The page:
Please note that special parking restrictions will be in effect before and during the parade along the route from Hyattsville Middle School along 42nd Avenue (startOn May 1, seniors can meet with a lawyer ing at Oliver Street), Jefferson Street, and to discuss advance directives and health Hamilton Street (between Gallatin Street care power of attorney. The service is be- and 40th Place up to 37th Place) until it ing provided by a partnership between reaches the reviewing stage at Magruder Hyattsville Aging in Place, Helping Hands Park. in University Park, the Maryland State Bar, Prince George’s County, and the City of Hyattsville. Free, individual, half-hour Mentorship Network Wednesday, April 11, Time TBD, appointments will be available between 10 The City of Hyattsville seeks partners to a.m. and 2 p.m. on May 1 at 4310 Gallatin Personal Finance launch a mentorship program for local University Park Elementary (4315 Under- Street. Interpretation will be provided for youth. If you’re interested in helping us renon-English speakers. Reservations are wood St.) cruit volunteers or in making a donation, required and space is limited. To make a please contact Sydney Cross, Bilingual reservation, please call (301) 887-3101. Mentorship Network Liaison, at (240) 825Language Exchange 5126 or at In-kind 2018 Farmers Market Cooking Classes donations are accepted, and even encourThe City of Hyattsville is once again part- & Summer Jam Series aged. nering with Prince George’s Community The Hyattsville Farmers Market will soon

FREE Legal Consultation for Seniors

Hyattsville Life & Times | March 2018

Page HR2


Reportero de


No. 360 • 13 de Marzo, 2018

Calendario de Presentaciones Presupuestarias

¡Ya es la temporada presupuestaria aquí en Hyattsville! Todas las reuniones estarán en el tercer piso de 4310 Gallatin. Sesión de Trabajo Presupuestario: 28 de marzo, 8 - 10 p.m. - Introducción y Visión del Borrador del Presupuesto para Ano Fiscal 2019 - Revisión del Presupuesto FY-19: Legislativo y Administrativo - Revisión del Presupuesto FY-19: Desarrollo Económico y Comunitario - Revisión del Presupuesto FY-19: Departamento de Obras Públicas Reunión del Concejo Municipal: 2 de abril, 8- 10 p.m. - Revisión del Presupuesto FY-19: Departamento de Policía Audiencia Pública Acerca de la Tasa Real de Impuestos de Propiedad para el Año Fiscal 2019: 16 de abril, 7:30 – 8 p.m. Reunión del Concejo Municipal: 16 de abril, 8 – 10 p.m. - Revisión del Presupuesto FY-19: Servicios Comunitarios - Revisión del Presupuesto FY-19: Plan de Mejoramiento de Capital - Revisión del Presupuesto FY-19: Previsión de los Próximos Cinco Años Reunión del Concejo Municipal: 7 de mayo, 8 – 10 p.m. - Discusión/Voto Sobre las Enmiendas al Presupuesto Entregadas Reunión del Concejo Municipal: 21 de mayo, 8 – 10 p.m. - Introducción y Primera Lectura: Ordenanza Presupuestaria de FY-2019 Reunión del Concejo Municipal: 4 de junio, 8 – 9 p.m. - Segunda Lectura y Adopción: Ordenanza Presupuestaria de FY-2019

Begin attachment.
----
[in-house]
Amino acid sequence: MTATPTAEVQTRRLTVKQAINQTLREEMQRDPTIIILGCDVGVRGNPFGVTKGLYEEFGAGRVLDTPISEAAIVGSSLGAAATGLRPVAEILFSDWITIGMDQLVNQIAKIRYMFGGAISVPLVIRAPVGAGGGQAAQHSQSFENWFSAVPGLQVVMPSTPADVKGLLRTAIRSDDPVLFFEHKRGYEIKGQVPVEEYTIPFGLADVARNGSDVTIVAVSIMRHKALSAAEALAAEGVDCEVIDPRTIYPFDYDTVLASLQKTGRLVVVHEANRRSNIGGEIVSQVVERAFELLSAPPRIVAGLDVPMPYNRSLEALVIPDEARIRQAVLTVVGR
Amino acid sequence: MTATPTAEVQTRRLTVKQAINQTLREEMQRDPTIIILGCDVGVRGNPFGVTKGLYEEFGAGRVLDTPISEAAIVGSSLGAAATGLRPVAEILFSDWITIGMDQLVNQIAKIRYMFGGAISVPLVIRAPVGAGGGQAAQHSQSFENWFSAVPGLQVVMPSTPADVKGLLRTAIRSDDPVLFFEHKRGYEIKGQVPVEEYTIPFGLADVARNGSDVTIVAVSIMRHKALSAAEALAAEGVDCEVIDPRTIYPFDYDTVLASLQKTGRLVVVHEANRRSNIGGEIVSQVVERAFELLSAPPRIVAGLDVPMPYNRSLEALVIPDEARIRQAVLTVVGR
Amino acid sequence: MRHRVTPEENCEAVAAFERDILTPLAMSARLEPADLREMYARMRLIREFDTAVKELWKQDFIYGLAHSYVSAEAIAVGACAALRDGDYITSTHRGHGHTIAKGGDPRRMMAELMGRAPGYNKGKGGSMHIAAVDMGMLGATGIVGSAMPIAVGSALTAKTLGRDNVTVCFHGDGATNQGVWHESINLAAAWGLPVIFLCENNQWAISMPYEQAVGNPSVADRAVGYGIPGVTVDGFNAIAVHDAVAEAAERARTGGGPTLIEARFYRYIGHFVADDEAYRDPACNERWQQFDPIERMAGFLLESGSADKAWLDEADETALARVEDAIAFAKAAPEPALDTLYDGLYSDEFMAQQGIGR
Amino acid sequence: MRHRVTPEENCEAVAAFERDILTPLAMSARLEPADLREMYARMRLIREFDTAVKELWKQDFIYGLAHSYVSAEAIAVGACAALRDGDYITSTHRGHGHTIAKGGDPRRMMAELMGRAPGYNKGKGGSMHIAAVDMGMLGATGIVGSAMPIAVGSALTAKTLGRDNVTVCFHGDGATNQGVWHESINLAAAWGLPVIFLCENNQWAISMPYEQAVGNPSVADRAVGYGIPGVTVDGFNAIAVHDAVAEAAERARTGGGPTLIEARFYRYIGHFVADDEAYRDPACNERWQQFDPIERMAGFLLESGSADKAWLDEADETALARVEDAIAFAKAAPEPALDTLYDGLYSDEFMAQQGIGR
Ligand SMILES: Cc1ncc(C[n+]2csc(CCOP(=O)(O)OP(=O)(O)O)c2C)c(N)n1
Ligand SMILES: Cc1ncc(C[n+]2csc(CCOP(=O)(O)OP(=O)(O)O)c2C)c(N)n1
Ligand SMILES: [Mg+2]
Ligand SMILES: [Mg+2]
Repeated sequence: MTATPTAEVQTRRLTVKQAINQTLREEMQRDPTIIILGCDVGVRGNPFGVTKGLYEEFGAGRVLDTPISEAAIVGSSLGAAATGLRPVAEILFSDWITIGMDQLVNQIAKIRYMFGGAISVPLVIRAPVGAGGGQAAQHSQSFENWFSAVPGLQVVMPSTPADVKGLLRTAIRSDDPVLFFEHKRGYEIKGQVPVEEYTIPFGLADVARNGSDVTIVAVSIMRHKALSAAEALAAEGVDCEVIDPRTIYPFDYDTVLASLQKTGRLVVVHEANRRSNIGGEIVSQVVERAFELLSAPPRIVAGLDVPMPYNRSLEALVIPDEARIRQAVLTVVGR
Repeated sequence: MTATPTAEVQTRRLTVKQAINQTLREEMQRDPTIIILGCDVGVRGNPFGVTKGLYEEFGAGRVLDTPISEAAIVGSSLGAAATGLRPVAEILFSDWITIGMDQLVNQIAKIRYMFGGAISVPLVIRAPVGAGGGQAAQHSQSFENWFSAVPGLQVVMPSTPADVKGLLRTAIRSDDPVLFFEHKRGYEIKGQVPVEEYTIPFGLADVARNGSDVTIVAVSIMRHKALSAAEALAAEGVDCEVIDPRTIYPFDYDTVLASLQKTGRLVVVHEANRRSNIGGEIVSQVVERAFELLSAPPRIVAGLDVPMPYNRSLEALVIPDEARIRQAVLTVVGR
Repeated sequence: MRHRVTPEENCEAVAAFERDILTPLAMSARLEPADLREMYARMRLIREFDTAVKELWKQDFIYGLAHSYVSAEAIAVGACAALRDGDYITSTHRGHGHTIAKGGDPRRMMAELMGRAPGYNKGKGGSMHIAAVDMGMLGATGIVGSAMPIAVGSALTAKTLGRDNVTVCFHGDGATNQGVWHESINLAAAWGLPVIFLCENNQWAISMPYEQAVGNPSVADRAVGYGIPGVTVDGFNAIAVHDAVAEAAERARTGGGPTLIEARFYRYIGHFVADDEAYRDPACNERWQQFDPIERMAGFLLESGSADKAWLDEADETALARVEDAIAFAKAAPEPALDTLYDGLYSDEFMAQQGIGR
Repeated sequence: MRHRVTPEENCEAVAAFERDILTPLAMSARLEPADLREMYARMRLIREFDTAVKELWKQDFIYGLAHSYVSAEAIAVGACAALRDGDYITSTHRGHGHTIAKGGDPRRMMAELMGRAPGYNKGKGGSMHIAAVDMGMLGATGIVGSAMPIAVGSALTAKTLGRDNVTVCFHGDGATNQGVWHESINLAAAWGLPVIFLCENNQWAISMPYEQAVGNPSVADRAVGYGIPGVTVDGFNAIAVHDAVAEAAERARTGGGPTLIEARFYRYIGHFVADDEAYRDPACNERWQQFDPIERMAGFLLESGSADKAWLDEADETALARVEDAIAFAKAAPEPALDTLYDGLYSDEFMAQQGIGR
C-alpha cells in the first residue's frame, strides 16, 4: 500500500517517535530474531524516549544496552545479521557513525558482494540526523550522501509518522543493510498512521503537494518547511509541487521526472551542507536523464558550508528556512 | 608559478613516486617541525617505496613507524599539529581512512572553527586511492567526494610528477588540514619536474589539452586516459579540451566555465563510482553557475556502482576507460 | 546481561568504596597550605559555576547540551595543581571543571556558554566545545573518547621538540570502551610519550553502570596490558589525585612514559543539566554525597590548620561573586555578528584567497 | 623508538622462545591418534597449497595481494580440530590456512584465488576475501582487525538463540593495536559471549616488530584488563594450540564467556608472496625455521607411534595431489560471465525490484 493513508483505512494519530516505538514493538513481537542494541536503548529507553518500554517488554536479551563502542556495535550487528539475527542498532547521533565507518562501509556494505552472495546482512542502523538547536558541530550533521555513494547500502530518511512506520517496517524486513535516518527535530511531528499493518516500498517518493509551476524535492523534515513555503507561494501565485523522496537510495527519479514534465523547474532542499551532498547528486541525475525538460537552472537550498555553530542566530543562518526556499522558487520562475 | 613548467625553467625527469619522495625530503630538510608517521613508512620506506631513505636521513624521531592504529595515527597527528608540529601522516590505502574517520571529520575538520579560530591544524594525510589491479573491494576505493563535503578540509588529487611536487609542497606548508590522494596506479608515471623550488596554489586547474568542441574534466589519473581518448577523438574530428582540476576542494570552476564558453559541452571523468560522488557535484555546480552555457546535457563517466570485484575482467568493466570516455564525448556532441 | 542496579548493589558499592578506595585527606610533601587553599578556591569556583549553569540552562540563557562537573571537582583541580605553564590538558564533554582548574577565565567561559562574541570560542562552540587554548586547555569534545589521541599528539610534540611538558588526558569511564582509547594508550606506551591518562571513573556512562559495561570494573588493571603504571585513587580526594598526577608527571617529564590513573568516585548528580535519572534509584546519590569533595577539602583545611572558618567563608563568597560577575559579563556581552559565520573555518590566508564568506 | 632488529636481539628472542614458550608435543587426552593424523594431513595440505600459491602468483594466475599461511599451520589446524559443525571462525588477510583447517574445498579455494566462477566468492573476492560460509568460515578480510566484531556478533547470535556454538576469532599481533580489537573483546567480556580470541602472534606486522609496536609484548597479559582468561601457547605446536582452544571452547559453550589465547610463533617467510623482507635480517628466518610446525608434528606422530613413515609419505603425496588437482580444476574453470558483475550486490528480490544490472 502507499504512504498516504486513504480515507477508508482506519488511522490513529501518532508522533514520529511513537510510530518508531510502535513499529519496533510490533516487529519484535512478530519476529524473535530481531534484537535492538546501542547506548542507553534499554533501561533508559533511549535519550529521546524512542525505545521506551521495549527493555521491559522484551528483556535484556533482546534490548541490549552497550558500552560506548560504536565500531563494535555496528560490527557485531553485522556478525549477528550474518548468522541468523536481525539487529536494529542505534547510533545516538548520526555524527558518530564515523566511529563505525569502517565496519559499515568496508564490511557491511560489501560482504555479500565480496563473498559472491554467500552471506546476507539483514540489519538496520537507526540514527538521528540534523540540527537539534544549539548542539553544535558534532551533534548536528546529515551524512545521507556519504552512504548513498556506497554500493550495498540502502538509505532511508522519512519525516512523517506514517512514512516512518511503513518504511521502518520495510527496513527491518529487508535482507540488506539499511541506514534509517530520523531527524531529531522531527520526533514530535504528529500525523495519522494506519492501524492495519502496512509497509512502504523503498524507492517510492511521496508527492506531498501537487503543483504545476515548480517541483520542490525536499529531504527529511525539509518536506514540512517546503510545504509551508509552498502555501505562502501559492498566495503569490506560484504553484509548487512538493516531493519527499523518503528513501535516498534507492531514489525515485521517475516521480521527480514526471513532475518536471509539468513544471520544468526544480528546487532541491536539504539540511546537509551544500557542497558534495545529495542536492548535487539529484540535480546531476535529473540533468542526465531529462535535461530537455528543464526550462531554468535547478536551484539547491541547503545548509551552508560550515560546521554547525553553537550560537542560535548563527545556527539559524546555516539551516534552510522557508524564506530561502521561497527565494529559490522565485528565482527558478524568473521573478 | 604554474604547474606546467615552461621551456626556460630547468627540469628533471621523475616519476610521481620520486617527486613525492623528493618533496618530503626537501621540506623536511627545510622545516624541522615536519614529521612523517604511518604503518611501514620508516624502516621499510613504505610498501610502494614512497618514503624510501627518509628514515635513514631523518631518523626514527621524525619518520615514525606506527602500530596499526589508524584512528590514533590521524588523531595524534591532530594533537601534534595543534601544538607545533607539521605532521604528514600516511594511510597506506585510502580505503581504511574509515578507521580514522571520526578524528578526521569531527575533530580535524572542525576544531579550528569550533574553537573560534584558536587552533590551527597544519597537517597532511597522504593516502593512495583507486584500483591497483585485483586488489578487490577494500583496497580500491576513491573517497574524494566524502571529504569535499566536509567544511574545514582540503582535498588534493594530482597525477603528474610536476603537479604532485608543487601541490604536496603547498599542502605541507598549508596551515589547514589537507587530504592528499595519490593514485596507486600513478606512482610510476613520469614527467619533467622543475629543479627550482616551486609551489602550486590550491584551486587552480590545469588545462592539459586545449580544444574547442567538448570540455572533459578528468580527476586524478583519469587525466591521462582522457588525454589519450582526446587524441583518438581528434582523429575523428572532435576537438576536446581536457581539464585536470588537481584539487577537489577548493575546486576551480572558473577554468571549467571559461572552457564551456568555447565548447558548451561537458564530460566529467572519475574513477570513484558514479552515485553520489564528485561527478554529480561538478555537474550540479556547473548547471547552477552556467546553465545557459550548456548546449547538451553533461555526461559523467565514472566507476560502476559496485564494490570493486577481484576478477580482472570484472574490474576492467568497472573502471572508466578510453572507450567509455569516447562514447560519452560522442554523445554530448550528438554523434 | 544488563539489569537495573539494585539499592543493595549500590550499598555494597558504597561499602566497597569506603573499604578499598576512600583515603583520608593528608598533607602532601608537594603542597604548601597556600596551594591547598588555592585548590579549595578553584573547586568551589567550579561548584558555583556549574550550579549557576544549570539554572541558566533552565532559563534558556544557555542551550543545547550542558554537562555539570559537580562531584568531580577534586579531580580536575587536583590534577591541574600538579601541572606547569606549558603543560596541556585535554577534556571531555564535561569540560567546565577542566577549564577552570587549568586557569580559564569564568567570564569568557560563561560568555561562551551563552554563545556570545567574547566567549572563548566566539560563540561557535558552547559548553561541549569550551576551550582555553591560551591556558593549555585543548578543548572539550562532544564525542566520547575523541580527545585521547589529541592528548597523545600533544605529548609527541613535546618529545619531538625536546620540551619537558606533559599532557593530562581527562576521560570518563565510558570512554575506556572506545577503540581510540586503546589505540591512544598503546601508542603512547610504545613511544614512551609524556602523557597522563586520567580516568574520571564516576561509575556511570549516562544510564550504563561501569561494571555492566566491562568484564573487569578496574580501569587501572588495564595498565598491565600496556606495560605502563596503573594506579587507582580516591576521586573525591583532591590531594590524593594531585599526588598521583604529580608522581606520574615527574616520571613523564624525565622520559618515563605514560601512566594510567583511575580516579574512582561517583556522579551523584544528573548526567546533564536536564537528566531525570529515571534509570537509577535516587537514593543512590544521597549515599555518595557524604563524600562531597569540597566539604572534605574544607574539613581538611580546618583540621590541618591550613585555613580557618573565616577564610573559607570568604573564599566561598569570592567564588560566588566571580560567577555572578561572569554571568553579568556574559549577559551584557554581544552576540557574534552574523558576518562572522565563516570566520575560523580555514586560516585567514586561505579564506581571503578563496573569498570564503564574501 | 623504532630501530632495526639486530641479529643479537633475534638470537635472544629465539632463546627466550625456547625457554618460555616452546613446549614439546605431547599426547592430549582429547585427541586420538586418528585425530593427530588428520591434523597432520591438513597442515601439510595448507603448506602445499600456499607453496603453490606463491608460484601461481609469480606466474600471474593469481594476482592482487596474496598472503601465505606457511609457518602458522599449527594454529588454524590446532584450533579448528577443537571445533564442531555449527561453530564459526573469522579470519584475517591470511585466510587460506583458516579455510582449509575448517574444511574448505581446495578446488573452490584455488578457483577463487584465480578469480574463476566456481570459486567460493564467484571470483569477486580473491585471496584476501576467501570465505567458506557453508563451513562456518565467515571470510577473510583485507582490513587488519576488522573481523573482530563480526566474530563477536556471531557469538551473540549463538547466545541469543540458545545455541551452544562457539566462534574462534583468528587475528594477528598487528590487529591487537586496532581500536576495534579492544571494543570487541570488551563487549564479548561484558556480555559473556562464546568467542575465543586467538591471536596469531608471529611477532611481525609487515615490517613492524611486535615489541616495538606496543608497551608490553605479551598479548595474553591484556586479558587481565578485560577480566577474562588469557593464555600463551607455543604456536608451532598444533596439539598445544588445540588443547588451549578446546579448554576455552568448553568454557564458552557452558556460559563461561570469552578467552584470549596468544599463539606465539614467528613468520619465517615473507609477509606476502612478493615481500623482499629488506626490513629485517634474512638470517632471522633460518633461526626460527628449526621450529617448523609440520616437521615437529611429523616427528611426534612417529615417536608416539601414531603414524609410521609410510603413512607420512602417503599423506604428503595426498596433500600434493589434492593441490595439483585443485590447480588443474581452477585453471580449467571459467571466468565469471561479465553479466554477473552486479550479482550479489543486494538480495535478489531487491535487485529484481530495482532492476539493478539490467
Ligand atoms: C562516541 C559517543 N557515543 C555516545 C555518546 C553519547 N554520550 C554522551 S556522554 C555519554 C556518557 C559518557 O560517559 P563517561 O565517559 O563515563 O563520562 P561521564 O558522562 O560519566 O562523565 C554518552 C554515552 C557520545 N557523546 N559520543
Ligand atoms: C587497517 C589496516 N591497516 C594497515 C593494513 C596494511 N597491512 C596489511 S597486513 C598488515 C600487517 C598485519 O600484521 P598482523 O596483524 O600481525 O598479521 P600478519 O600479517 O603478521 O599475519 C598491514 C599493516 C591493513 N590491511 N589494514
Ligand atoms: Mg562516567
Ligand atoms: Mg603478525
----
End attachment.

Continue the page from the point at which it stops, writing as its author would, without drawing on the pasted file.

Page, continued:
Otras Reuniones Publicas

Todas las reuniones tendrán lugar en 4310 Calle Gallatin si otro lugar no está indicado. Junta Asesor para la Iniciativa de Calles Seguras: 14 de marzo, 10:30 a.m. Comité Asesor de Salud, Bienestar y Recreación: 15 de marzo, 7:30 p.m. Comité de Planificación: 20 de marzo, 7:30 p.m. Comité Asesor de Cumplimento con el Código: 21 de marzo, 7 p.m. Comité Asesor de Educación: 22 de marzo, 6:30 p.m. Comité del Medioambiente: 26 de marzo, 7 p.m. Junta de Supervisores de Elecciones: 3 de abril, 4 p.m. Comité Asesor para la Seguridad Publica: 4 de abril, 7:30 p.m. en Abundant Life Bible Church (5404 36th Avenue)

Reunión del Hyattsville Corridor Community

Únanse al concejal de la Ciudad Edouard Haba en la próxima reunión del grupo de residentes, Hyattsville Corridor CommunityEstará el miércoles, 14 de marzo, 6 – 8 p.m., en 4310 Calle Gallatin.

La Música de Michael Jackson